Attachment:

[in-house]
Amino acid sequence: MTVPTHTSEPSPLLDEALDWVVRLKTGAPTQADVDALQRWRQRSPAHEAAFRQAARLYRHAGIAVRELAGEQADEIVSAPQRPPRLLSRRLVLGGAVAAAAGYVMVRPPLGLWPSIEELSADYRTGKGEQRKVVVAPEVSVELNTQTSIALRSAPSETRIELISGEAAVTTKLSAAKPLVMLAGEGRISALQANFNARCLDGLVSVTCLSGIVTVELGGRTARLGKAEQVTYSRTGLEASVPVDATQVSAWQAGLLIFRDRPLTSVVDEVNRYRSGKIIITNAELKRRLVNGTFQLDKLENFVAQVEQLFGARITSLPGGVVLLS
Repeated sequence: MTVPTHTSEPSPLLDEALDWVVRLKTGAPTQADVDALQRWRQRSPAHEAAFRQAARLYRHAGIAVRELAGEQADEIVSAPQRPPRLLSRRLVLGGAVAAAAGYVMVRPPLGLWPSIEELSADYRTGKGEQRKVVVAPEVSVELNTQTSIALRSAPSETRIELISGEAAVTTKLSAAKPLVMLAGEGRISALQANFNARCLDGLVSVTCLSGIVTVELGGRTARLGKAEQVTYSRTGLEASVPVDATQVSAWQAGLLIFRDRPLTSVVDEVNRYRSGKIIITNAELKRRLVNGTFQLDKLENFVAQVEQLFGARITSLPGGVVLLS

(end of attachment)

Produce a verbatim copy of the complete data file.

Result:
[in-house]
Amino acid sequence: MTVPTHTSEPSPLLDEALDWVVRLKTGAPTQADVDALQRWRQRSPAHEAAFRQAARLYRHAGIAVRELAGEQADEIVSAPQRPPRLLSRRLVLGGAVAAAAGYVMVRPPLGLWPSIEELSADYRTGKGEQRKVVVAPEVSVELNTQTSIALRSAPSETRIELISGEAAVTTKLSAAKPLVMLAGEGRISALQANFNARCLDGLVSVTCLSGIVTVELGGRTARLGKAEQVTYSRTGLEASVPVDATQVSAWQAGLLIFRDRPLTSVVDEVNRYRSGKIIITNAELKRRLVNGTFQLDKLENFVAQVEQLFGARITSLPGGVVLLS
Repeated sequence: MTVPTHTSEPSPLLDEALDWVVRLKTGAPTQADVDALQRWRQRSPAHEAAFRQAARLYRHAGIAVRELAGEQADEIVSAPQRPPRLLSRRLVLGGAVAAAAGYVMVRPPLGLWPSIEELSADYRTGKGEQRKVVVAPEVSVELNTQTSIALRSAPSETRIELISGEAAVTTKLSAAKPLVMLAGEGRISALQANFNARCLDGLVSVTCLSGIVTVELGGRTARLGKAEQVTYSRTGLEASVPVDATQVSAWQAGLLIFRDRPLTSVVDEVNRYRSGKIIITNAELKRRLVNGTFQLDKLENFVAQVEQLFGARITSLPGGVVLLS